Where have all the guitar heroes gone? It’s a question we still hear people ask on a regular basis but this issue proves that reports of the death of our beloved instrument have been greatly exaggerated. Jason Isbell, Lianne La Havas, Joey Landreth, JD Simo, Madison Cunningham – all musicians for whom the guitar is front and centre in the creative process, and all of whom make their unique voices heard in this issue.
The recent lockdown has also caused a surge in sales in some areas of the industry, with Gibson recently revealing that the company has been forced to ramp up acoustic guitar production in order to satisfy demand. It’s a nice problem to have, and it perhaps suggests that not only have many people returned to the guitar after putting it down when life got in the way, but also that a new generation of players has been picking up the instrument for the very first time.
Hopefully they’ll stick with it, and we can all help by being inclusive, generous with our time when beginners ask questions, and free from snobbery when it comes to the music that they are inspired to play.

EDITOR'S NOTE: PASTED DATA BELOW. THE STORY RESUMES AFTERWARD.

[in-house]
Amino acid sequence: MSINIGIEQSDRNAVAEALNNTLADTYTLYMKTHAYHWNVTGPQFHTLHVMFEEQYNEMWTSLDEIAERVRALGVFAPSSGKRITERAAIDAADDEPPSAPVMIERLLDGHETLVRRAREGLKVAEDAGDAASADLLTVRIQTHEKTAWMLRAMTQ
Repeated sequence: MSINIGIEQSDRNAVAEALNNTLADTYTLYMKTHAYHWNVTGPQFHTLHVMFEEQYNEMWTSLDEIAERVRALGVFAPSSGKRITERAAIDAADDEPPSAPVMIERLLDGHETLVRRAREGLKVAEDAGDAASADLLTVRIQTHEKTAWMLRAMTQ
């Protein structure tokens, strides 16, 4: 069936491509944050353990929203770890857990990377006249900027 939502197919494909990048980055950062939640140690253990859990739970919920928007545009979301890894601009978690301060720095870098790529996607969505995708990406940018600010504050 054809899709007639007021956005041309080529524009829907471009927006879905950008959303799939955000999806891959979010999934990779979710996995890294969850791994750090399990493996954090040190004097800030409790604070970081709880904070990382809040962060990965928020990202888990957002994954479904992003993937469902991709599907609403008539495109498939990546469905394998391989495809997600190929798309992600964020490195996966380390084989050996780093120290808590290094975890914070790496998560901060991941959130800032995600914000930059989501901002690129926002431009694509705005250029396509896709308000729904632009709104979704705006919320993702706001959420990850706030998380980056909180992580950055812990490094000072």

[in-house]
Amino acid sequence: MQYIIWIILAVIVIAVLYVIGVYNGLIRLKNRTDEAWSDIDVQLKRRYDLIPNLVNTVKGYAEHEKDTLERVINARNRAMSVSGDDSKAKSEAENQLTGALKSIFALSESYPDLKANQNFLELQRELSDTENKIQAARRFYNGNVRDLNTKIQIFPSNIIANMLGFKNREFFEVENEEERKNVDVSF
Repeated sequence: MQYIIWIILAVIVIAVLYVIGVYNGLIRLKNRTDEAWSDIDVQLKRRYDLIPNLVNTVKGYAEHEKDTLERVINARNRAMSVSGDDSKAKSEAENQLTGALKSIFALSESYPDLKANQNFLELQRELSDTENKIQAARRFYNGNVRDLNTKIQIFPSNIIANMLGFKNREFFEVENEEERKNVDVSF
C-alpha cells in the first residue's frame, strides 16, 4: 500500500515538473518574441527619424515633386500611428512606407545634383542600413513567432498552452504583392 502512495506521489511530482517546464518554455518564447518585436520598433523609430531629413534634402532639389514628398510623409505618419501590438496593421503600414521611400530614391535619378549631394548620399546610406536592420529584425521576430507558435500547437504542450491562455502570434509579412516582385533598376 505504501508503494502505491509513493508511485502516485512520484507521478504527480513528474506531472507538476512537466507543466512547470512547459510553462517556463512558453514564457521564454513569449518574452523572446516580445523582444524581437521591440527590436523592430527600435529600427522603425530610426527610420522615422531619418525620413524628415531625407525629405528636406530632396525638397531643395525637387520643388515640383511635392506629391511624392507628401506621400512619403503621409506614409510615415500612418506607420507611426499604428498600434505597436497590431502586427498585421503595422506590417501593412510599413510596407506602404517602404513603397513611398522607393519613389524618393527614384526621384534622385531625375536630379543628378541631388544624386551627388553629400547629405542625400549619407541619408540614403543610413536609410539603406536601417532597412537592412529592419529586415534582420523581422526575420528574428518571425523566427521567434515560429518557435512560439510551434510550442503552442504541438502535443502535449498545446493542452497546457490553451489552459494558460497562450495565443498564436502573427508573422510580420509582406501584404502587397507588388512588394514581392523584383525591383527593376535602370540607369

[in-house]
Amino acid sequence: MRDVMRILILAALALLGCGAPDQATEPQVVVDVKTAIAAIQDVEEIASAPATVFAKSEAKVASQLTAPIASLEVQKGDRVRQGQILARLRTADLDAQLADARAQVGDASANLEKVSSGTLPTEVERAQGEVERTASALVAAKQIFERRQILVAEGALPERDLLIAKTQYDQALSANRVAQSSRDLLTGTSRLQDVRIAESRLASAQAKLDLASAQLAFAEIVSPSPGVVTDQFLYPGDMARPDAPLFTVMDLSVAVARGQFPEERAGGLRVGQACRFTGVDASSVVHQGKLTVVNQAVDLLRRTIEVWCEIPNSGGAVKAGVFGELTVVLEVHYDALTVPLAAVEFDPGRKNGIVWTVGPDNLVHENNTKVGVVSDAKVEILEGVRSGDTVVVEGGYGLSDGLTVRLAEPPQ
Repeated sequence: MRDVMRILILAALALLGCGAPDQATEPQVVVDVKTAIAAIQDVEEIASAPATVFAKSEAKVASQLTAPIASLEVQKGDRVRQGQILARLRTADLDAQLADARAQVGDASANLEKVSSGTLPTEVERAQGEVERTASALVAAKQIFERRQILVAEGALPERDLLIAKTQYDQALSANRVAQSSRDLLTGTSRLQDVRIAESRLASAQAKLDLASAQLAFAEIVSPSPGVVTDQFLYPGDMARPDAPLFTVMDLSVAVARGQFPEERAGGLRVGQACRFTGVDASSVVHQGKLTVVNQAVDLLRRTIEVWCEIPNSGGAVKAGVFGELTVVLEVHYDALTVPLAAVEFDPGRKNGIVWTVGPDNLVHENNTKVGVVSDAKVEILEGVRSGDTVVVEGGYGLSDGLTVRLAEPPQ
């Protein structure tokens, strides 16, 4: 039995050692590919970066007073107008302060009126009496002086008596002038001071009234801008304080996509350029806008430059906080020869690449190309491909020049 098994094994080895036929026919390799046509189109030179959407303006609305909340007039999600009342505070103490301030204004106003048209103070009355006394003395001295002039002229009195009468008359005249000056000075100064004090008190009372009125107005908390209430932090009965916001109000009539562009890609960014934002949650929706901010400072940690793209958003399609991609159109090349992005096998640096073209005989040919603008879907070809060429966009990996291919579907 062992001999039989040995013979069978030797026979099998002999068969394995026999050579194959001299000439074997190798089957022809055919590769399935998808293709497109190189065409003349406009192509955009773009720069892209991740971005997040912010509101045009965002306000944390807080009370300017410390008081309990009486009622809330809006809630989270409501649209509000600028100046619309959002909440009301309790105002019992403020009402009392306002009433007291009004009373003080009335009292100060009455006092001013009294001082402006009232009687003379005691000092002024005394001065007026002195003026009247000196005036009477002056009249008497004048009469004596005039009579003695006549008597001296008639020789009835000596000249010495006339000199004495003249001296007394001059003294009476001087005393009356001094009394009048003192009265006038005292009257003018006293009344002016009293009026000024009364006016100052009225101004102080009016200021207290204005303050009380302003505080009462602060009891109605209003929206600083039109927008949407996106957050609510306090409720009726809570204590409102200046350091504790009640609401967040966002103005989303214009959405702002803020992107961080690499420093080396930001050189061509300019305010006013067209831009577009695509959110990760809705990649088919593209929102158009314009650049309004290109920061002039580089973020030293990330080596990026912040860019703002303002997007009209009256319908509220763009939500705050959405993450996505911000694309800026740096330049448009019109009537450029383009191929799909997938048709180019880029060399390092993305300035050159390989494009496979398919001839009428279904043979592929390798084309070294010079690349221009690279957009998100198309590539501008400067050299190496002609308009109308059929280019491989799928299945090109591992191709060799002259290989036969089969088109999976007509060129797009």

This month we also salute two unimpeachable trailblazers in the shape of Jimi Hendrix and the Fender Broadcaster. What would guitar culture and popular music look like without the kinetic influence of Jimi’s wonderful playing and the game-changing modular design of Leo’s first twin-pickup solidbody? It’s impossible to say, of course, but we can dissect their respective geniuses with the benefit of hindsight.
Until next time, then!
Inside the issue
Jimi Hendrix was the most innovative and influential guitar player of all time, but what were his most incredible moments of guitar genius?
Lianne La Havas on why she had to seize control of her destiny on her self-titled third album, how a 1960s Harmony Stratotone became her go-to guitar, and why she had to remind herself that playing the guitar is fundamental to who she is